156   This issue of The Lancet includes the first three papers in of a series of five called “Research: increasing value, reducing waste”. I do wish everyone would stop using these jingly gerunds. Many of the people I most admire have been involved in the writing of these papers and they are a wonderful resource—and open to all, though The Lancet does its best to hide the fact. The first one’s principal author is Iain Chalmers and its title is “How to increase value and reduce waste when research priorities are set.” It is excellent, but I would like to see more of Iain’s moral passion shine through than the format of a multi-author Lancet paper allows.

166  The lead author of the next paper is John Ioannidis and it is a terrific summary of correctable weaknesses in the design, conduct, and analysis of biomedical and public health research studies. Again, we are all in debt to John’s tireless work in this area; and again this is an excellent summary of both the problems and the solutions. Non-academic readers will skip plenty but still find lots to inform their understanding of where medicine needs to go if it is ever to address the real needs of users.

176   “After identification of an important research question and selection of an appropriate study design, waste can arise from the regulation, governance, and management of biomedical research. Obtaining regulatory and governance approval has become increasingly burdensome and disproportionate to the conceivable risks to research participants.” This will have resonance for all who have ever tried to do any piece of research. It is one of the reasons that most interested non-academic clinicians simply give up trying. As a result, practically all medical research is done by career academics and by companies trying to sell products. What could possibly be better?

BMJ  11 Jan 2014  Vol 347/8
The first research paper in this week’s BMJ comes from a young friend who was working with colleagues in the Yale Center for Outcomes Research and Evaluation. He looks at patterns of readmission among Medicare patients in American hospitals, and I can understand if readers who never go near American hospitals are tempted to skip it and move on. That would be a mistake: this paper is a great read, full of lively questioning, and it uncovers an important and general truth about hospital readmissions, which is that the same patients are often readmitted with a different primary diagnosis within a month of discharge. Being in hospital has done them no good. Those interested in exploring this phenomenon should start with Richard Asher’s classic 1947 essay, The Dangers of Going to Bed, and move on to Harlan Krumholz’s groundbreaking NEJM 2013 piece on Post-Hospital Syndrome, which was inspired by the present study. This subject urgently needs more enquiry.

Moving upshore from Yale to Harvard, the message is the same when researchers look at patients readmitted to the main Boston Hospitals: “The five most common primary diagnoses of potentially avoidable readmissions were usually possible complications of an underlying comorbidity. Post-discharge care should focus attention not just on the primary index admission diagnosis but also on the comorbidities patients have.” This is not rocket science. It is revolving door science. What we need is humane-care-of-complex-patients science.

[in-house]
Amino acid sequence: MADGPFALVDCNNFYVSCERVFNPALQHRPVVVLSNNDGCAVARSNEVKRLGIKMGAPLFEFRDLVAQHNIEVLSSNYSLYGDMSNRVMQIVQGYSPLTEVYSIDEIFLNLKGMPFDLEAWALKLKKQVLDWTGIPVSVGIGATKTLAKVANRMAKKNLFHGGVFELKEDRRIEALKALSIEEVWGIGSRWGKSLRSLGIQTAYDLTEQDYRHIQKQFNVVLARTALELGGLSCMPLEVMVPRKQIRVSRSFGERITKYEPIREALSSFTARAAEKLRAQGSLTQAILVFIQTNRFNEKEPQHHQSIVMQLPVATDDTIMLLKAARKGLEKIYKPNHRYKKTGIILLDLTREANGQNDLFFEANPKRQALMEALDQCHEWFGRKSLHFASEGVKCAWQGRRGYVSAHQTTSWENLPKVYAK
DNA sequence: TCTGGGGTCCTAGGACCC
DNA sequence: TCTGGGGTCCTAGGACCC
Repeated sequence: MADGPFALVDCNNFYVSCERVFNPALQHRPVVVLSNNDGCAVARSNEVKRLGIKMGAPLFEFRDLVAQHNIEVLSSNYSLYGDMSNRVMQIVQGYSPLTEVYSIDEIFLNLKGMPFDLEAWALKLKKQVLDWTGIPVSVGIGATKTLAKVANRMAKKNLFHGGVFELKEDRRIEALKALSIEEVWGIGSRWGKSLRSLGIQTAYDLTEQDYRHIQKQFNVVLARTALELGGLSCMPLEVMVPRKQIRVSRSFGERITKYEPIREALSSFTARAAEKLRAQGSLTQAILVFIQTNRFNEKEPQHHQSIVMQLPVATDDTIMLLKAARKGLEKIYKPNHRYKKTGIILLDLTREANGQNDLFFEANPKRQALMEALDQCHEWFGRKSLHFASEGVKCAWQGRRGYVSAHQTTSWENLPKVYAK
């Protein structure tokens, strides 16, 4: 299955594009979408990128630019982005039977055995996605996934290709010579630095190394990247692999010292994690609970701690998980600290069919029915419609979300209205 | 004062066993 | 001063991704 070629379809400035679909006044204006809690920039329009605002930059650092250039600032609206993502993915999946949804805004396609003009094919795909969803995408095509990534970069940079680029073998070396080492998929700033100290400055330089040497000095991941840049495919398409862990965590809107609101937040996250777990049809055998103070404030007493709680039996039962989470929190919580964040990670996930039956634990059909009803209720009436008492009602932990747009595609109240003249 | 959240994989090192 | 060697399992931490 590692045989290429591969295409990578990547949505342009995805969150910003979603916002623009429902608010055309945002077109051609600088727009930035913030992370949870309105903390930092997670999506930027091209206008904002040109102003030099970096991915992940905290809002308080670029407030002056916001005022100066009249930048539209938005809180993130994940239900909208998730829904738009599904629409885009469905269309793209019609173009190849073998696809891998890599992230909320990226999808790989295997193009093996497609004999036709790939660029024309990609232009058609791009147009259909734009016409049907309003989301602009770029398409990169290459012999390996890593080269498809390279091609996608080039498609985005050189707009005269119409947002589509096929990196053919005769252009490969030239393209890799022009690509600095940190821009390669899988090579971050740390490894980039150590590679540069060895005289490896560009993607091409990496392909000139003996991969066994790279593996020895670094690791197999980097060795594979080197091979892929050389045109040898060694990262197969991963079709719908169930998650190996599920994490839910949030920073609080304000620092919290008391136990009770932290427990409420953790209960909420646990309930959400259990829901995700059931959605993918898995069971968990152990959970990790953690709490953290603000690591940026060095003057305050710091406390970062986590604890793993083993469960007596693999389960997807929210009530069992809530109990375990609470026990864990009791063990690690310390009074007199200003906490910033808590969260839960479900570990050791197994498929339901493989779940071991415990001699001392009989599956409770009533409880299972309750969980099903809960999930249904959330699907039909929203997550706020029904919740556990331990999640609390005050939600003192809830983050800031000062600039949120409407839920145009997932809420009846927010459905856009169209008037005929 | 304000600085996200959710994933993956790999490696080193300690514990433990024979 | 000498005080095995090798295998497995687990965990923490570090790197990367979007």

How could metal-on-metal hip prostheses achieve enormous popularity before anyone became aware that they were far less durable than the devices they replaced? I gave you the answer last week, and here it is again, in the conclusion of this systematic review of hip replacement prostheses and their evidence base: “This study shows that a considerable proportion of prostheses available to orthopaedic surgeons have no readily available evidence of clinical effectiveness to support their use. Concern exists about the current system of device regulation, and the need for a revised process for introducing new orthopaedic devices is highlighted.”

Plant of the Week: Skimmia x confusa “Kew Green”

As I look out of the window writing these reviews, this is the plant that cheers me up all winter long. Just now it is catching low shafts of cold pallid sunshine, reflected variously by its glossy green leaves. For weeks it has been covered with trusses of flower bud which seem about to open. This is a false hope just now – it will not flower until April – but it is a happy reminder that spring will come, and that each week brings it closer.

I have praised this shrub several times before. It has every possible virtue. It grows imperturbably anywhere you put it, even in the driest shade. It can be pruned back to any size or shape you like; and any cutting you put into the soil, at any time of the year, will give you a new plant. And such a plant! It has evergreen leaves of beautiful shape and mid-green colour, which never become yellow, however limy your soil. Its flower buds appear before Christmas and eventually open 4 months later, spreading a wonderful scent through the whole garden. You then have to compete with early bees to come near the abundant flowers which cover the whole plant. I can’t wait.
Westron wynde, when wilt thou blow?